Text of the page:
Five years ago, Sasha accidently enrolled in a romance writing course. Other than Pride and Prejudice she had never read a romance book before. She soon discovered that the world of historical romance allowed her to combine her love of history with the passion of romance writing. 
Sasha has an MBA as well as post graduate qualifications in electronic media. Having worked as an accountant in a media group for many years, she now finds herself in the unique position of having seen both the business and creative sides of publishing.
Sasha lives in Melbourne with her husband, teenage daughter and a cat who thinks sitting on the keyboard is being helpful. Her family have managed to find all but one of her secret chocolate hiding places.
When not writing, she is busy working full time as a Chartered Accountant. On the weekends Sasha loves walking on the beach while devising new ways to torture her characters.
Letter to a Rake is Sasha’s debut novel.

Also available at Google Play, Readcloud, Angus & Robertson and

In the excerpt Sasha gave us, the smell of chai reminds Millie of "home". Smell is a powerful sense: the smell of cinnamon buns reminds me of a cold winter's morning in Harper's Ferry, the smell of Frangipani immediately brings back memories of my childhood home in Kenya......are there any smells in your life that bring back strong memories...?  


  1. Chai, if you mean the spicy tea is great for a change, but I love my cup of Indian black tea with milk. Tea evokes great memories for me. My mother's parents came from England and tea predominated as a drink in our house. My day started with Dad bringing me a cup in bed every morning before I married.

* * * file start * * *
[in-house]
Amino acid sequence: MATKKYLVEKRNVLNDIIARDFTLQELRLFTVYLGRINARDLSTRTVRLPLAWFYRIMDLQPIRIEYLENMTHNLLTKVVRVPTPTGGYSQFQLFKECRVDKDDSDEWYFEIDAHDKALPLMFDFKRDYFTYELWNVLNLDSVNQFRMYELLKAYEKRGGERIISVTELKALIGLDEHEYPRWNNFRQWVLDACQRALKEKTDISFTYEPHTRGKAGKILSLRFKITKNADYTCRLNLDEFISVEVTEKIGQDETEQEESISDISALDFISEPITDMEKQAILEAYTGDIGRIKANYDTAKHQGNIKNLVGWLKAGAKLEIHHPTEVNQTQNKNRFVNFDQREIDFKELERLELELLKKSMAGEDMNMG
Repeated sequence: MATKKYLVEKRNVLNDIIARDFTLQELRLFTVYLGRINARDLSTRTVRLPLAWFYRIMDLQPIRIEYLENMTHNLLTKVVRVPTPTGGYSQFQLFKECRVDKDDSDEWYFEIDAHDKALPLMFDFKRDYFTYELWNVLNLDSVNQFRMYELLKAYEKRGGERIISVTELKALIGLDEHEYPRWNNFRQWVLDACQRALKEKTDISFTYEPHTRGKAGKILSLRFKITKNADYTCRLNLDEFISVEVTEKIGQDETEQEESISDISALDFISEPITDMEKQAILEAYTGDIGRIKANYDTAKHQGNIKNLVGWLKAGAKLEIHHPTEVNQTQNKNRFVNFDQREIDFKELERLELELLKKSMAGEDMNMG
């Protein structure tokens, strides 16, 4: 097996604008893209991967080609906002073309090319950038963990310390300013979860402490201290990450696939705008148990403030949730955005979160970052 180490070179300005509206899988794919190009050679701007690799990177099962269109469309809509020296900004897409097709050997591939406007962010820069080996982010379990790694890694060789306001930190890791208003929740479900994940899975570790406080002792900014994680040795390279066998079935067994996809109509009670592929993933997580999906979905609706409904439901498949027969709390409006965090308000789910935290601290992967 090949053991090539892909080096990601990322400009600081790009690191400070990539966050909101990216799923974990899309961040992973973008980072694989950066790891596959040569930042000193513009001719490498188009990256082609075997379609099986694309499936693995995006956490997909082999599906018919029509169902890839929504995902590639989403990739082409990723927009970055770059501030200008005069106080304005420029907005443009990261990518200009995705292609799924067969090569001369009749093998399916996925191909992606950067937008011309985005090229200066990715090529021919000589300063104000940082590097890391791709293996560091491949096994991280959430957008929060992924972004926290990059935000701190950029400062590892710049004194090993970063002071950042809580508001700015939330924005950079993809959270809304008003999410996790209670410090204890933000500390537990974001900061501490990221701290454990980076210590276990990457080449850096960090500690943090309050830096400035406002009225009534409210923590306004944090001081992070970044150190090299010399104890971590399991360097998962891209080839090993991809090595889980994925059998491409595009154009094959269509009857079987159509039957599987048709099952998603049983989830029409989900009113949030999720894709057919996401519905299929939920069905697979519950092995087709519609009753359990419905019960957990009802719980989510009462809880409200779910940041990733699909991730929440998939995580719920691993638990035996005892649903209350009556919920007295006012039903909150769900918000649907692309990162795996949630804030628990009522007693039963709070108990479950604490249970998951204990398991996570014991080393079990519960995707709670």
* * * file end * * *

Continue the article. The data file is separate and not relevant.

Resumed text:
2. Daphne, from the bush that grew in my aunt's garden. I adored it and yesterday as I rode my bike to the beach I thought I caught a whiff of it. Probably not as it is too warm to grow here but maybe I should walk a little slower to see if it was an illusion.
    Earl grey tea available here any time you want to drop in girls

  3. Oh, Maggi. So did my Dad...even when he became ill with Alzheimers he would still bring me a cup of tea. Poignant memories! So very, very English!

    My grandmother had a "tea's maid" alarm clock that boiled your tea for you by your bed. Very Wallace and Grommit!

  4. Elle...Daphne has a very powerful scent. Jasmine has a similar effect on me. So many memories. Right now the jonquils are blooming in my garden and the smell reminds me of our first spring in Australia in 1968.

  5. Love a chai latte! Thank you for the informative post, ladies. Good luck with 'Letter from a Rake' which I've got ready to read on the Kindle!

  6. Good morning ladies, I have just finished my first chai of the day while waiting for the washing to finish. I have also discovered vanilla chai which has received some strange looks from my Indian work colleagues. I dare not look at the calorie count on the side of the tin. Thanks for dropping by to Alison's blog, it has to be one of the nicest blogs I have had the pleasure to visit. Thanks for having me over for tea Alison, next time I will bring cake.

  7. Sasha...I have just come back from sharing a delicious chai with my girlfriend. It is our Saturday morning ritual and the café we went to makes their own chai from scratch. When I am not drinking chai I drink Rooibos tea (South American root) hot with ginger and grated turmeric! I can see you all grimacing :-). Good to share with you and Ms Stuart.

  8. Loved the post, Sasha!
    The Turkish word for tea is also cay (pronounced chai). No spices or milk in that, just lots of sugar!
    I had no idea that tea was so expensive and exclusive in the Regency period. I can just imagine an entertaining episode featuring the recycled, ad hoc version of the poorer tea drinkers!
    Doesn't rooibus come from the leaves of a South African bush, Joanna?

  9. It was kept in beautiful, locked cabinets, Venetia!

    The early Australian settlers had such a shortage of tea, they were reduced to drinking the dried leaves of the "Tea Tree" (Or Ti Tree).